Seychelles Seychelles on the Sey Shore

I’ve been on trips around the country, but I’d never really gone beyond. This trip took months of planning and was long overdue.

Seychelles view

Seychelles, officially the Republic of Seychelles, is an island nation located in the Indian Ocean. It consists of 115 islands majority of which are inhabited, with many dedicated as nature reserves. Winter is during July and August; the average temperature is 24 °C (75 °F).  The most pleasant time of the year from May to November. Monsoons last from November to February, making December to April their Summers. Temperatures are at an all-time high from March to April, making them the hottest months.

After 3 hours 30 minutes on a plane from Mumbai, an unpleasant overnight stay at the Abu Dhabi International Airport and another 4 hours 20 minutes, we finally landed at the Seychelles International Airport, located on the biggest island, Mahé. I’ve never seen an airport with a view like this one. The airport is situated right next to the sea. I wouldn’t lie when I say I thought we’d land in the ocean. A 30-minute ride later we were in Bon Vallon, a bay on the north-east western coast of Mahé. We were staying at The Berjaya Bon Vallon, one of three best hotels at Bon Vallon. With most of our day wasted, we had an early dinner and went to bed early. 

Church with me
Cathedral of Our Lady of Immaculate Conception

We woke up early the next day and went to grab some breakfast. We wanted to get an early start and explore the island. There are two ways to explore any new place: with the locals, or by yourself. We decided to go on an 8-hour tour of the island, leaving no place unexplored. We started off by visiting the capital of Mahé, Victoria. Having first being established as the seat of the British colonial government it is situated on the north-eastern side of Mahé. The city is filled with attractions and happened to visit a few. We visited the Arul Mihu Navasakthi Vinayagar Temple, built in 1992 is the only Hindu temple in Seychelles. We also visited the Cathedral of Our Lady of Immaculate Conception, built in 1874 recalls the French colonial style. And like the tourists that we are, we also ended up exploring the colourful Sir Selwyn Clarke Market, built in 1840 sells spices, fruits, art, and souvenirs.

From there, we made our way to Eden Islands, an artificial island 3.5 km from Victoria. The island was created in 2000 and belongs to the Mahé Port Islands. It thrives on tourism and Eden Bleu is its main attraction. We then visited the Grann Kaz, a traditional house still in perfect condition. Depicting the simplicity and charm of the Creole life, consisting of a large sitting room, a dining room, 3 bedrooms and a surrounding veranda, offering visitors a perfect blend of modern Seychellois spirit and the island’s English and French heritage.

Venn's town uno
Venn’s Town

We then started making our way down south, driving around on long, narrow roads with trees and civilization surrounding us. Our first beach is Anse Royale, one of the largest bays on Mahé. After a quick photography session, we made our way to Baie Lazare, an administrative district named after the pirate Lazare Picault. He first set foot on 21st November 1942, a monument known as the ‘Anchor’ to commemorate the historical moment inaugurated in November 1992. Having concluded our tour, we made our way back to Bon Vallon, taking the scenic route overlooking the whole island. We had an early dinner and went to bed earlier than the night before.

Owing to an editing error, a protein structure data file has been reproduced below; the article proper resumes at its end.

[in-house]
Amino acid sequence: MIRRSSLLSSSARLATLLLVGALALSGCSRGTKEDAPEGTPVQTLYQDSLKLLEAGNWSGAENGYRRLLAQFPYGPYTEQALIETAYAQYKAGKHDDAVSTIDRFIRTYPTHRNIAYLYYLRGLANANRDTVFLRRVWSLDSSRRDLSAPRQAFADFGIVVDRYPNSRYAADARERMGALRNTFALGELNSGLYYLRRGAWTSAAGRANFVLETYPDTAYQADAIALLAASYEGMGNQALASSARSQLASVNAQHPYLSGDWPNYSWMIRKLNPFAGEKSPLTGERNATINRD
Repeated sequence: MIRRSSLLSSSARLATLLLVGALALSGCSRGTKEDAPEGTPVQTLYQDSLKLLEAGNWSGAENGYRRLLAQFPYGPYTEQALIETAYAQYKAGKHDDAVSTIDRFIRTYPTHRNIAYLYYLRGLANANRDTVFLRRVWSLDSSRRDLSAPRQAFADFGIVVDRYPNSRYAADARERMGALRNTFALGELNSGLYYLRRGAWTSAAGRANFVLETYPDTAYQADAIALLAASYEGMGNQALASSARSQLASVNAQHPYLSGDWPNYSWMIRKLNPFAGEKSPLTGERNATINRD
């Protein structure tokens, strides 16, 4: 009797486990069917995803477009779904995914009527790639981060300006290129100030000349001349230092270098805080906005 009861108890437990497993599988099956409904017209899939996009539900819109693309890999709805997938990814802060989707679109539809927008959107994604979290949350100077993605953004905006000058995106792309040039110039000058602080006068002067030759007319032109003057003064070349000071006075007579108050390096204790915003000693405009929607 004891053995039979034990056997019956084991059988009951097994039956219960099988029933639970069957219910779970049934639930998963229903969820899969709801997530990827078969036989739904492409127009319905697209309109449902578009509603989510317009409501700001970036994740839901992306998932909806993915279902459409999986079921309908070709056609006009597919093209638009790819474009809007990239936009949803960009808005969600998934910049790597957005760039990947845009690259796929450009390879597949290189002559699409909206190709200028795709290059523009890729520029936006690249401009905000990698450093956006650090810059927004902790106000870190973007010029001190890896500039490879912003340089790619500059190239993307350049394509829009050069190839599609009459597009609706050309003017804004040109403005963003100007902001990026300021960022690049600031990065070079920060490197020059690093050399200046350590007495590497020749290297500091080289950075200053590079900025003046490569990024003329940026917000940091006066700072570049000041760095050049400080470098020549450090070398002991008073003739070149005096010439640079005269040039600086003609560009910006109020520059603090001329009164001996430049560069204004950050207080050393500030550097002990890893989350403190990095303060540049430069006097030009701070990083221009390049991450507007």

We ended up going on another tour the next day, but this time we knew where we were going. We started out by visiting the ruins of Venn’s Town, now a heritage site where Missionaries ran a school for liberated Africans landing in Seychelles after 1861. The ruins are a reminder of Seychelles’ role in the campaign to stamp out the slave trade in the region following the removal of slavery in 1834. After exploring for a bit, we then made our way down south to a beach a friend of mine highly recommended. She claimed it was the most beautiful beach she had ever seen, and rightly so. Anse Intendance, a well-known wild beach in the south of Mahé. Framed on each side by granite formations makes this white sandy beach breathtaking. On our way back, we paid the Sir Selwyn Clarke Market another visit to shop some more. Another early dinner later, we dressed up for a night at the bar at Berjaya.

We spent our last day in Seychelles on a glass bottom boat, allowing us to explore amazing corals and fishes. Another tour, this time by the sea, let us take in the beauty of nearby islands. We fed some zebrafishes and decided to stop at Long Island, which is when we spotted 3 baby sharks loitering around the shore. After a short stroll around the island, we were on our way to another island for lunch. Moyenne Island, a small island in the Ste Anne Marine National Park off the north coast of Mahé has been a flora and fauna reserve since the 1970s. Purchased by Brendon Grimshaw, was abandoned from 1915 to 1970. Grimshaw was the only inhabitant of the island until his death in July 2012. Currently, a national park is only accessible as a part of organized trips. We concluded the tour at Eden Island 5 hours later.

Anse Intendance vertica;
Anse Intendance

I was glad our journey back was on a direct flight to Mumbai. Seychelles has so much to offer apart from clear waters and blue skies. Hiking trails, nature reserves, great food and so much more. Its numerous islands make it the best destination to explore. It was the perfect destination for my first international trip! What was yours?

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